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Assessing the economic effects of cape saint paul’s wilt coconut disease on the people of nzema east district
 

Assessing the economic effects of cape saint paul’s wilt coconut disease on the people of nzema east district

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    Assessing the economic effects of cape saint paul’s wilt coconut disease on the people of nzema east district Assessing the economic effects of cape saint paul’s wilt coconut disease on the people of nzema east district Document Transcript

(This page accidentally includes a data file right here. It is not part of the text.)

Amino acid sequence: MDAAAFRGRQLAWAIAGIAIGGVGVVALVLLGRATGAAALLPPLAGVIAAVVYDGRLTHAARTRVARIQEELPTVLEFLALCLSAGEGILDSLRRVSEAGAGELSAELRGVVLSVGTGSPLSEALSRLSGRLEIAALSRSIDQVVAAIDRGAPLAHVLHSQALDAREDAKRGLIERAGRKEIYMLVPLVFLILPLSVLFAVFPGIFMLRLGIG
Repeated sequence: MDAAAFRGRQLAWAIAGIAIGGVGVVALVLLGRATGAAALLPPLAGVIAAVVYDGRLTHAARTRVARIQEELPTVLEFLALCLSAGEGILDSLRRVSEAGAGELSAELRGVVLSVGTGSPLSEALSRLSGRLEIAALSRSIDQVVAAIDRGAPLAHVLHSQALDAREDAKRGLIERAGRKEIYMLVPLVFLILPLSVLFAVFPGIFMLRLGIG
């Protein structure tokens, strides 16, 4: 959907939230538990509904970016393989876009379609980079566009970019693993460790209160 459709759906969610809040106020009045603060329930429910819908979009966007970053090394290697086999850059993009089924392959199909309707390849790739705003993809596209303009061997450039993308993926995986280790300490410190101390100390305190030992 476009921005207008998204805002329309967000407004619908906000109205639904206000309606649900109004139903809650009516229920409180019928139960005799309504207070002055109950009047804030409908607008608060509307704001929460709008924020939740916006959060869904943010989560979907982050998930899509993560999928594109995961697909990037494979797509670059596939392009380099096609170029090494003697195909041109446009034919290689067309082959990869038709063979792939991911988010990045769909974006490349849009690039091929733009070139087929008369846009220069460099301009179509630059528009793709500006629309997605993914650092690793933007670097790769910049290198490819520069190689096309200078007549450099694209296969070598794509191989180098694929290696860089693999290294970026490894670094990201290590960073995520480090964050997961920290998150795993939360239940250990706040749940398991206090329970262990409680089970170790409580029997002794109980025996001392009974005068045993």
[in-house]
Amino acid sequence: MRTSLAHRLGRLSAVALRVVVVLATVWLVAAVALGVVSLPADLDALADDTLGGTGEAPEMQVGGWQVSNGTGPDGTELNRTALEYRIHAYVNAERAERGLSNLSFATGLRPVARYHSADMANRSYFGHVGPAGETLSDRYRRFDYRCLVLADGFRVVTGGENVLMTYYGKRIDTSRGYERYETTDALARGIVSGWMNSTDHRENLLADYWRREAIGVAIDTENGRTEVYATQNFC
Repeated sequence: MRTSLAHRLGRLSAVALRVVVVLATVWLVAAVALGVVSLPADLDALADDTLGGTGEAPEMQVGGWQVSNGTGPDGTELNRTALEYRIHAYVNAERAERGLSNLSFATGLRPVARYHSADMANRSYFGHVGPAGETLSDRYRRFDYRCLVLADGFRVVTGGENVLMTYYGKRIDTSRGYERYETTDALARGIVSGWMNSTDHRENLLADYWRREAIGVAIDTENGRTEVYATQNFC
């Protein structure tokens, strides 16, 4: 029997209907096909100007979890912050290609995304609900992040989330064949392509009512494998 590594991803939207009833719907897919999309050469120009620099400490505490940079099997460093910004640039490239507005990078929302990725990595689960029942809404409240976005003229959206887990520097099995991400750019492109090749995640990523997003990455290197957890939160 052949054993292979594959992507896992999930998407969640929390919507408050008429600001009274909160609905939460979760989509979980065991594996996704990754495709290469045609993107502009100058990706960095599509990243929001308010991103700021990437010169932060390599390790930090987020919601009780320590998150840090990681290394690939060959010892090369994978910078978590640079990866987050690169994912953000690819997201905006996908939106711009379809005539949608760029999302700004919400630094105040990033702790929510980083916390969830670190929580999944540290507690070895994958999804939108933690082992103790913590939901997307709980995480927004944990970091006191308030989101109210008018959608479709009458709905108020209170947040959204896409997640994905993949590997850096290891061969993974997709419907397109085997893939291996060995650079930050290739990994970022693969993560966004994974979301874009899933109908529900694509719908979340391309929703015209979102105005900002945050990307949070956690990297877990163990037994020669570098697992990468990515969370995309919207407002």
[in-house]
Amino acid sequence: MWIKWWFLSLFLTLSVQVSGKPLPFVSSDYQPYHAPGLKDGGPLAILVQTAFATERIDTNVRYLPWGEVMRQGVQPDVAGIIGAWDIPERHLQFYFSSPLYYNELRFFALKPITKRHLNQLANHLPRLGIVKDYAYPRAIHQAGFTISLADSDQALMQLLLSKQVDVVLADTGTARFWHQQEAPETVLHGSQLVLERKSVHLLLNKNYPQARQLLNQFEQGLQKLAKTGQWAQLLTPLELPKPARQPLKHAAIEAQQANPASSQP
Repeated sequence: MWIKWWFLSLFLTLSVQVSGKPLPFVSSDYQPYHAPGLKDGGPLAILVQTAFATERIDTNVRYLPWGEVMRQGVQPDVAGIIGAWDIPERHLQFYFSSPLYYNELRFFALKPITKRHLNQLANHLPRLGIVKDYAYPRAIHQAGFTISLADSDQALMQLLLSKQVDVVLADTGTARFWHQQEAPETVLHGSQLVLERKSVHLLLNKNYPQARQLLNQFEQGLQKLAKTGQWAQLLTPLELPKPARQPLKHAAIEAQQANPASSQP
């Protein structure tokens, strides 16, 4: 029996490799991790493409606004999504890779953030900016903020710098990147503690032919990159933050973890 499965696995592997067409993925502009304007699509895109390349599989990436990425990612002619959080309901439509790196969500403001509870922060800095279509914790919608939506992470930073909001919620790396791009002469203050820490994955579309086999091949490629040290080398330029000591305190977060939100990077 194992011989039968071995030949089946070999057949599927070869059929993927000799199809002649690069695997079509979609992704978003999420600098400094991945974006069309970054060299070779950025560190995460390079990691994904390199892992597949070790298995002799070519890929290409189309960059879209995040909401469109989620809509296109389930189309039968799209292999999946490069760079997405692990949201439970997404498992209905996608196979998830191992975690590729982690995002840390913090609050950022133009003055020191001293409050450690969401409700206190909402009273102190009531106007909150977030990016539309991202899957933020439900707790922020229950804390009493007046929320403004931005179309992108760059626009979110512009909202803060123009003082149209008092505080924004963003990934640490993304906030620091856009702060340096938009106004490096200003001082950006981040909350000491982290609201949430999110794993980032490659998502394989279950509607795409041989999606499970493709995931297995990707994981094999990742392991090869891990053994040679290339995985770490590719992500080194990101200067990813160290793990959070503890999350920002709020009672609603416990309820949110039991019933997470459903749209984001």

• Journal of Education and Practice ISSN 2222-1735 (Paper) ISSN 2222-288X (Online) Vol.4, No.24, 2013 www.iiste.org Assessing the Economic Effects of Cape Saint Paul’s Wilt Coconut Disease on the People of Nzema East District Wisdom Quaiku School of Business Studies, Marketing Department, Takoradi Polytechnic, PO box 256, Takoradi, Ghana E-mail of the corresponding author: wisdomquiku@yahoo.com Abstract The Cape Saint Pauls Wilt Disease (CSPWD), a coconut disease in Ghana, still has no antidote. The physical scientists recommend the cutting down of affected trees, good farm hygiene and the application of fertilizer to aged farms, which the farmers are not prepared to do. Introduction to resistant varieties has also not caught up with the coconut farmers. The study was undertaken to examine the economic effects of CSPWD on the lives of the people of the Nzema East District. Among other things, the study investigated the effects of CSPWD on farm income levels, pig production and the internally generated revenue base of the Nzema East District Assembly. A sample size of two hundred and forty was considered for the study: half for household heads and the other half for pig farmers. The methods of analysis employed included partial budgeting, frequency tables and graphs. The study discovered a decline in both farm income levels and the internally generated revenue base of the Nzema East District Assembly by 70.60% and 22.09%, respectively. Another revelation was the change from coconut production to other crops especially food crops. It was also found out that the quantity of pigs being reared in the area has reduced by about 80%. Keywords: Nzema East District, farmers, income, coconut, cape saint pauls wilt disease, CSPWD 1. Introduction The coconut palm, Cocos nucifera L. with its tall, slender and uniformly thick stem and massive crown with large number of leaves, bearing bunches of nuts in their axils is one of the most beautiful and useful trees in the world. It is the ‘tree of life’ as it can produce products for food, shelter and energy to farm households, and various commercial and industrial products. Coconut first appeared along the coast of Ghana from La Cote d Ivoire in the early twentieth century (Child, 1974). It is believed that the first coconut plantation in Ghana was established between Atuabo and Anochie in the Nzema East District, 45km away from Axim, by the then Gold Coast Department of Agriculture in 1921(Aggrey, 1967). The Cape Saint Paul’s Wilt Coconut disease was first seen in the Far East of the country in 1932, at Cape Saint Paul, close to the Kaincope region in Togo, where the disease was also seen at the time. Over 100,000 coconut palms were killed at the site (Mariau et al, 1996). According to them the disease reappeared some thirty years later, but in the west of the country at Cape Three Point. Green and Ofori (1998) observed that between 1968 and 1983 CSPWD had spread to cover a greater portion of the eastern part of Ankobra River and between 1988 and 1992, it was observed around Sekondi-Takoradi. The outbreak of the disease was detected at Asanta, a village of about 1.5 kilometres west of Ankobra River on Elubo-Mpataba highway in 1994, and at Ampain 14 kilometres west of Ankobra River in 1995. In 1986, the disease jumped some 60 kilometres east to Central Region, near the village of Ayensudu, where a very large focus developed within a few years. Shortly afterwards, a large number of foci of varying sizes appeared throughout the Central Region, (Mariau et al,1996). The disease has probably killed around a million palms in the central and western regions of southern Ghana. According to Sangare (1992), CSPWD has decimated a large area of coconuts in Western and Central Regions, which are the main coconut producing areas of Ghana. Figure 1.1 Signs and Symptoms of Cape Saint Paul’s Wilt Disease 66